Fig. 1
figure 1

Conceptual map for Requirements of Patient-Centred Care Systems

The elements of the concept map for patient-centred care requirements includes: the 13 clusters and their names; statements within each cluster numbered according to the order they were presented to participants; average ratings for each of the three rating questions; and bridging values [see Additional file 1]. This complete list of statements of the conceptual map is fundamental to the interpretation and meaning given to the overarching map. A summary of the constructs represented by each cluster are presented below (Table 2).

Table 2 Description of the elements and constructs within each cluster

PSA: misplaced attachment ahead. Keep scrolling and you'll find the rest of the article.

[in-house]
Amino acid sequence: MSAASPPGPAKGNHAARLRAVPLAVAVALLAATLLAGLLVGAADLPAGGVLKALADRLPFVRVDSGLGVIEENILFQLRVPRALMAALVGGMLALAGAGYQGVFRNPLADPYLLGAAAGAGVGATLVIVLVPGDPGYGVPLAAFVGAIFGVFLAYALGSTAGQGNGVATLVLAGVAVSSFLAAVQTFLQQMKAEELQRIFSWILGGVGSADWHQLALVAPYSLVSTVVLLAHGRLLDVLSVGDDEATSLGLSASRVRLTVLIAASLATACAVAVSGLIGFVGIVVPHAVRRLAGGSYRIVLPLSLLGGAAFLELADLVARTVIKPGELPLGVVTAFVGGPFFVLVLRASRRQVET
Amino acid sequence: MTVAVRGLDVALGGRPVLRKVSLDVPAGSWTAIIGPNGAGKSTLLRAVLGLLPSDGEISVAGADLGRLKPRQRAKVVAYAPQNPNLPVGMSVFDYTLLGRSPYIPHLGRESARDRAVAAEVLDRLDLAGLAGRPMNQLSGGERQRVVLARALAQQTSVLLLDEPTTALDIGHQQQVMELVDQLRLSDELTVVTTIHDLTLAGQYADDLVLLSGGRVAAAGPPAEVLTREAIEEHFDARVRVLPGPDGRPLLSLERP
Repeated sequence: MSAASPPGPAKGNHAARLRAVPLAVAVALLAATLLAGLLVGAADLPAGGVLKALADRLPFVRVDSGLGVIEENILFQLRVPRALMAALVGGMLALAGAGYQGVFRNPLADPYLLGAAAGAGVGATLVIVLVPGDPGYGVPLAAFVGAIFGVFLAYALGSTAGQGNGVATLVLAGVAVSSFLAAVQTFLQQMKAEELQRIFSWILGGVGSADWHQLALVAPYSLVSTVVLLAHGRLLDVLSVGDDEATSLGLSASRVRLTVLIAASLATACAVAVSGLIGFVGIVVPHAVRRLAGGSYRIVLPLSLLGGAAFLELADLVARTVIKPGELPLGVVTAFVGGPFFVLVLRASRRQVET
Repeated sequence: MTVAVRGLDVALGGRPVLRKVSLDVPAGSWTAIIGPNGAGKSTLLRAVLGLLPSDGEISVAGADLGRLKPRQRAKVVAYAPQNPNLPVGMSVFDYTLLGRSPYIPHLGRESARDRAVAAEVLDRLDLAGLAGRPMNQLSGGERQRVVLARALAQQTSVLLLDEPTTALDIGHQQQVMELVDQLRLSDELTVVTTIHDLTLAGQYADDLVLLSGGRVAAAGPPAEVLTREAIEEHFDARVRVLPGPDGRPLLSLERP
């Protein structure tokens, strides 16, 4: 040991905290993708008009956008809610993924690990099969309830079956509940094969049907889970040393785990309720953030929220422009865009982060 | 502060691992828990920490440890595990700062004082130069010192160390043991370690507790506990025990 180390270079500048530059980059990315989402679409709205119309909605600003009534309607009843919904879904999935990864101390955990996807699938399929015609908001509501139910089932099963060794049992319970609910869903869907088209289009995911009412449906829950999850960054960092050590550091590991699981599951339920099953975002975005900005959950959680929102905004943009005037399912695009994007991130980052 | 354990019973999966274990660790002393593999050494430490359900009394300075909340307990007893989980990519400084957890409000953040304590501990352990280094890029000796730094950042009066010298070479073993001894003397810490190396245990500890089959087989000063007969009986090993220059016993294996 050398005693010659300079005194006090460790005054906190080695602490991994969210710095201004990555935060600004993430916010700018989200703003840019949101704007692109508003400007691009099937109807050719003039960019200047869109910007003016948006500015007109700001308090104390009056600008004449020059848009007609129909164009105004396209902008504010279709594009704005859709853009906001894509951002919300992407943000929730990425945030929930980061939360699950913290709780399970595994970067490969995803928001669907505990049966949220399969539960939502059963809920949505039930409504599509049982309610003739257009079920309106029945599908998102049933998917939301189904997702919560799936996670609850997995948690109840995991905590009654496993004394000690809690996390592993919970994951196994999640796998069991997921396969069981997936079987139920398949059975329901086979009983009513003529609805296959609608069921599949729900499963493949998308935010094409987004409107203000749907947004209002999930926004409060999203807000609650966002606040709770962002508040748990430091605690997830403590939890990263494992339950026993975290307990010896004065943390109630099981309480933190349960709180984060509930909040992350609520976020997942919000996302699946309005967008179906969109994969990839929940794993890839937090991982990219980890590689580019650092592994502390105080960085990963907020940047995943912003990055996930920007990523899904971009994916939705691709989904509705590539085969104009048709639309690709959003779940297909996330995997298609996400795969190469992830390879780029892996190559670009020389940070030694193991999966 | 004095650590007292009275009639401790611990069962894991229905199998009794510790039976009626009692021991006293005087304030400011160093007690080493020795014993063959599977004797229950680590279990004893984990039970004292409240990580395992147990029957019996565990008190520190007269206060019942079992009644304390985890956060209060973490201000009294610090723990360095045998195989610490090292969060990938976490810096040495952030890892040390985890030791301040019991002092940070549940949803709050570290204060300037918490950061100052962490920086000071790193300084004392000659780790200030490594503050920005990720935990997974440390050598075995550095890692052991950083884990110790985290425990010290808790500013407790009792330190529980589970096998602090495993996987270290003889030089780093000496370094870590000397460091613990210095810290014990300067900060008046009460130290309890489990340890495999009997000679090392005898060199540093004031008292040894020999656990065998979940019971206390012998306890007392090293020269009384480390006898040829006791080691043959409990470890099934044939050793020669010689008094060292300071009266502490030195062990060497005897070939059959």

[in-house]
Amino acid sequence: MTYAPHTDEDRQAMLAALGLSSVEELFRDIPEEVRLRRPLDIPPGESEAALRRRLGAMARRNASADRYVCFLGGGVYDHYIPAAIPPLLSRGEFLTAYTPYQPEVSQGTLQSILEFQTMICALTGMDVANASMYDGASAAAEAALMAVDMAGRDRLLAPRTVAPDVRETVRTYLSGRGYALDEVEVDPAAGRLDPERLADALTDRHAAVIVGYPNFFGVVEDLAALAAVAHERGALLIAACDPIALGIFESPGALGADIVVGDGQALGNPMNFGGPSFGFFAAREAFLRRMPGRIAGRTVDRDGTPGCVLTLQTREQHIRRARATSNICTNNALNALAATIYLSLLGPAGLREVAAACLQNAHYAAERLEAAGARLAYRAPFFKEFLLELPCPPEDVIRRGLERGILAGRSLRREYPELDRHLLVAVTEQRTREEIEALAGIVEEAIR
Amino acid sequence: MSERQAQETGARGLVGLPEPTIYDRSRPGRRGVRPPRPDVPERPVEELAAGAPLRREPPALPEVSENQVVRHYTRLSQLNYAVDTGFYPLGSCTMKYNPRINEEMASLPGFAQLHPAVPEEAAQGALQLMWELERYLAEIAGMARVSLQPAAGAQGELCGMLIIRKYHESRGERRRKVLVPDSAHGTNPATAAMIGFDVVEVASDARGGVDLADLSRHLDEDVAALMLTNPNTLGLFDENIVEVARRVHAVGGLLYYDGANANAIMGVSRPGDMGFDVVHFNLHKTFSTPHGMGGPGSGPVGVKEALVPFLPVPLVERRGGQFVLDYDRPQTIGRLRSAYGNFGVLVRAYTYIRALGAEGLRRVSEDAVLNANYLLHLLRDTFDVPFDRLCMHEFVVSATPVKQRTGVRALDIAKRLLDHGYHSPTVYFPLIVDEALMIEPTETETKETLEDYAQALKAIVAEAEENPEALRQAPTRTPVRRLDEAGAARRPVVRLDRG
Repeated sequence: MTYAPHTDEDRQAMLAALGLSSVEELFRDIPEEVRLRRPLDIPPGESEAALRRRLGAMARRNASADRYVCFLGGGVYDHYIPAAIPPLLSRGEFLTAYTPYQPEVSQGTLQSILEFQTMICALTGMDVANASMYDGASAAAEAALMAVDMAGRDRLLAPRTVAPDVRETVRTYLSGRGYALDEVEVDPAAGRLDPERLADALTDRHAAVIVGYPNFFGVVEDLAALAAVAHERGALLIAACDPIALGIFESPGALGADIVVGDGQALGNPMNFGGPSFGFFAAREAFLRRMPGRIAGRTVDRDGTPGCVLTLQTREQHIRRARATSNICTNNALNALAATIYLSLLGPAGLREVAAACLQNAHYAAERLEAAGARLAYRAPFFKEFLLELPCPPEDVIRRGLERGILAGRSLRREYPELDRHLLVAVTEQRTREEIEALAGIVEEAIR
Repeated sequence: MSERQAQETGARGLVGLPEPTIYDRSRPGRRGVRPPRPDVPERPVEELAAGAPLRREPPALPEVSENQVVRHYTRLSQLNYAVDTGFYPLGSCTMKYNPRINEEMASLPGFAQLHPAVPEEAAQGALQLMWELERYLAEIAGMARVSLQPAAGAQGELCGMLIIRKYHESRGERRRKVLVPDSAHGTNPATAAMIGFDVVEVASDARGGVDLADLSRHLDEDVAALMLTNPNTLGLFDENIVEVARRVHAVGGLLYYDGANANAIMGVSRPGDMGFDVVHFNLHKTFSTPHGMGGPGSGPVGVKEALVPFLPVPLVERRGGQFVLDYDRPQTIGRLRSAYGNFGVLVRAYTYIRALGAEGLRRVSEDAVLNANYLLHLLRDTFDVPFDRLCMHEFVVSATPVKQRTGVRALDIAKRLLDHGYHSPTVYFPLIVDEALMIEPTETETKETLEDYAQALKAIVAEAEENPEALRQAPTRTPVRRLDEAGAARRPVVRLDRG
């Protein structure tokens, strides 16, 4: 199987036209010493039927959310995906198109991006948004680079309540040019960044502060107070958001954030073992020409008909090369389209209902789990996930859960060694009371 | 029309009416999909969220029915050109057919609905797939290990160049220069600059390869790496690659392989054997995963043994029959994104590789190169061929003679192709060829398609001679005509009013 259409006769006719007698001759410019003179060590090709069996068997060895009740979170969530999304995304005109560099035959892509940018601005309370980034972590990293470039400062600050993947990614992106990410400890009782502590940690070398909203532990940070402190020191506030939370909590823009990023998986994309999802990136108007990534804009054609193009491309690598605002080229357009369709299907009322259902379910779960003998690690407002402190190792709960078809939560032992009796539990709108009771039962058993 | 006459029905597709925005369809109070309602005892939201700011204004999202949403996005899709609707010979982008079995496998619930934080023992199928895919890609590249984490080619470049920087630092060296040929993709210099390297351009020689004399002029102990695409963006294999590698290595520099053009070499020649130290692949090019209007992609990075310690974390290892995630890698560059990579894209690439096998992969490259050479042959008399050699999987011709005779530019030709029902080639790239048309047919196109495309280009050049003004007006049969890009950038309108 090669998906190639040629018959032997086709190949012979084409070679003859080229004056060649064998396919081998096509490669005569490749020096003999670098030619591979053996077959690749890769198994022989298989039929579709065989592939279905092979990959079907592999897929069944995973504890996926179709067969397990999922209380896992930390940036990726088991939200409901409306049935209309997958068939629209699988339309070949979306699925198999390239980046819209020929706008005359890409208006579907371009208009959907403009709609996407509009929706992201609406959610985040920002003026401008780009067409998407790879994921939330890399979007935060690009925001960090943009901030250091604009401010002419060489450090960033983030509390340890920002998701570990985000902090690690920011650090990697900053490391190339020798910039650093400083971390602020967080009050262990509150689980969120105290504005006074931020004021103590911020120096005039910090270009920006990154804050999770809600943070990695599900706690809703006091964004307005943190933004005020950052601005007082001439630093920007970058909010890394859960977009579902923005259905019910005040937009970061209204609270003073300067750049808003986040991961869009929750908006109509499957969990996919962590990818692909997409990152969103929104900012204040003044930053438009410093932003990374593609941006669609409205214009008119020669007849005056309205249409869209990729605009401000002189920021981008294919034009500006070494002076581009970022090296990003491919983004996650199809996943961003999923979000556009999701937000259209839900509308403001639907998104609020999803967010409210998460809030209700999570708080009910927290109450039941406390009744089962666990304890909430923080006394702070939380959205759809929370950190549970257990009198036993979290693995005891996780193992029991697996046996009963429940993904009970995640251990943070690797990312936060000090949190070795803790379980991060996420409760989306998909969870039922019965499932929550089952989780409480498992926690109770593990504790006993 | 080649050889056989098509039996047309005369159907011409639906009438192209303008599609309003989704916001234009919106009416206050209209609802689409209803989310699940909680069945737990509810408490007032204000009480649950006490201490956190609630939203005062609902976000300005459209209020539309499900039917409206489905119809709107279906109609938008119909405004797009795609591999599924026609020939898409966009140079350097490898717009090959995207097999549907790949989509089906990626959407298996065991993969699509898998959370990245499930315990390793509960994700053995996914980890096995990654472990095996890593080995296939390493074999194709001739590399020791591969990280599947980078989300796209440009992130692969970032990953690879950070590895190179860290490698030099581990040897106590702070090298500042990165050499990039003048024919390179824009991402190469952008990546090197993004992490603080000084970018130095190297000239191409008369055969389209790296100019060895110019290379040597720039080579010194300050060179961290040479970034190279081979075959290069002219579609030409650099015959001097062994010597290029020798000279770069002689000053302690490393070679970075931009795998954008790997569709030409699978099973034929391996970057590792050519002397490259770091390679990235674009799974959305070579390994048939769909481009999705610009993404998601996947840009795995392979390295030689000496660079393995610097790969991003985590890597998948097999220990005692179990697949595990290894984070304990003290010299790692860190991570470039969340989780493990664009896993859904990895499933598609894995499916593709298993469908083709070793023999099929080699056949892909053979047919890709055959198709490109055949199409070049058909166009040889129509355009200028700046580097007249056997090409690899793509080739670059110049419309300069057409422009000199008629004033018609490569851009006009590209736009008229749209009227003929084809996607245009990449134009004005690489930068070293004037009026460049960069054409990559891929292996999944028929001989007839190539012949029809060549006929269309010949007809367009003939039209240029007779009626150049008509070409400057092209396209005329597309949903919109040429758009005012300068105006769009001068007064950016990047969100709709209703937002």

The 123 statements, rated by participants on the Likert scale of 1 to 5, received a range of average ratings for importance between 3.04–4.71 (overall mean 3.98); for feasibility between 2.58–4.49 (overall mean 3.61); and for how well achieved between 1.71–3.69 (overall mean 2.56). Ratings for each statement and cluster averages are included in an additional file [see Additional File 1]. For importance, individual statements received a minimum mean value (3.04), which is above the halfway point of three on the scale, indicating that no statement was considered unimportant which further validated our statement list. Feasibility and achievement are likely to be context specific and so not presented in detail. They are used however to demonstrate the capacity of go-zones to the implementation of the conceptual map. Participants perceived clusters located in the ‘humanity and partnership’ domain to be rated more highly than clusters located in ‘health system, policy and management’ domain for importance, feasibility and how well achieved. Clusters in the ‘career spanning education and training elements’ were rated highly for importance and feasibility but lowly for how well achieved. Detailed rating data is beyond the scope of this paper.